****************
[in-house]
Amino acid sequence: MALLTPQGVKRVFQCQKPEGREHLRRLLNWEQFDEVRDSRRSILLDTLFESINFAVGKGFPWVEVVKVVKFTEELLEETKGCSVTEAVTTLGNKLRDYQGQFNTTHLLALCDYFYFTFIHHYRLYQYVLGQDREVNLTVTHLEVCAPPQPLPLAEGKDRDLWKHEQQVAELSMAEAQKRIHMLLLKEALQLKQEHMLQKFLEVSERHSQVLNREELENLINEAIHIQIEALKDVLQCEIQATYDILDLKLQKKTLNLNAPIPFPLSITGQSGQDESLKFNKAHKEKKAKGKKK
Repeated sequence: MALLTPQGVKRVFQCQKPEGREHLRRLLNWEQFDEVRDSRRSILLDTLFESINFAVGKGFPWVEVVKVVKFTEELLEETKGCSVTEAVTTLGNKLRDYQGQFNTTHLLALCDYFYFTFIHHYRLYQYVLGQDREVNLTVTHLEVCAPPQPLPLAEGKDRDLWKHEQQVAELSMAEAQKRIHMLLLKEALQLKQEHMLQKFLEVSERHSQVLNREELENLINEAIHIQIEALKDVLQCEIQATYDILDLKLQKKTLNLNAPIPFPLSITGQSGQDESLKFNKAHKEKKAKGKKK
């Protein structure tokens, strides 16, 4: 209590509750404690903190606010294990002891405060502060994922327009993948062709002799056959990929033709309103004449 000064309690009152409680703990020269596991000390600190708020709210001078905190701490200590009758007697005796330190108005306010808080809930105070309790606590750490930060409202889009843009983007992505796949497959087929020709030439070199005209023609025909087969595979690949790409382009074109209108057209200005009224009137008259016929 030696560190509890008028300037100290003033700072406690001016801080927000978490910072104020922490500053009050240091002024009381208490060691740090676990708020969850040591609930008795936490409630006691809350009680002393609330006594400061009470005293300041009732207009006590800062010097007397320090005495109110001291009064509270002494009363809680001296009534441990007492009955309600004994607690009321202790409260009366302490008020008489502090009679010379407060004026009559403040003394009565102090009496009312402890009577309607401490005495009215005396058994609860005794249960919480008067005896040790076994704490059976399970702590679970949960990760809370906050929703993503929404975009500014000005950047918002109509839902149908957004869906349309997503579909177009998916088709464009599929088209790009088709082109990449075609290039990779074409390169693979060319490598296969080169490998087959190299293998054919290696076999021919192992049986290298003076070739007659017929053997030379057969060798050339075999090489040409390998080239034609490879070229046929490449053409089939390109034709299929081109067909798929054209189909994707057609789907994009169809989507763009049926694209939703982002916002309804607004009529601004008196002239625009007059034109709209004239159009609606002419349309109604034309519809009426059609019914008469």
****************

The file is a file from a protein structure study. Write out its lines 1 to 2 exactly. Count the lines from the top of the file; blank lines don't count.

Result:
[in-house]
Amino acid sequence: MALLTPQGVKRVFQCQKPEGREHLRRLLNWEQFDEVRDSRRSILLDTLFESINFAVGKGFPWVEVVKVVKFTEELLEETKGCSVTEAVTTLGNKLRDYQGQFNTTHLLALCDYFYFTFIHHYRLYQYVLGQDREVNLTVTHLEVCAPPQPLPLAEGKDRDLWKHEQQVAELSMAEAQKRIHMLLLKEALQLKQEHMLQKFLEVSERHSQVLNREELENLINEAIHIQIEALKDVLQCEIQATYDILDLKLQKKTLNLNAPIPFPLSITGQSGQDESLKFNKAHKEKKAKGKKK